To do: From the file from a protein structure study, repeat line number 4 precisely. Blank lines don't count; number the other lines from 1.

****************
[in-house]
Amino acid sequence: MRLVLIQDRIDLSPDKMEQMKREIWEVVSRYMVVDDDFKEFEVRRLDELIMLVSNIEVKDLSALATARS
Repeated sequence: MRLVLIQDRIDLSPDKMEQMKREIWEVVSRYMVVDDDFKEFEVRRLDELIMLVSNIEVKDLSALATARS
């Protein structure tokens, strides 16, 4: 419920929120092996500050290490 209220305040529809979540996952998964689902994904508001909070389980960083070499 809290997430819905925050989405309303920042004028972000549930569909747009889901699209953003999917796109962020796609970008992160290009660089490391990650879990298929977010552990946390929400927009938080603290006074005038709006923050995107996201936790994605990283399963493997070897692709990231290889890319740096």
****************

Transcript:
């Protein structure tokens, strides 16, 4: 419920929120092996500050290490 209220305040529809979540996952998964689902994904508001909070389980960083070499 809290997430819905925050989405309303920042004028972000549930569909747009889901699209953003999917796109962020796609970008992160290009660089490391990650879990298929977010552990946390929400927009938080603290006074005038709006923050995107996201936790994605990283399963493997070897692709990231290889890319740096």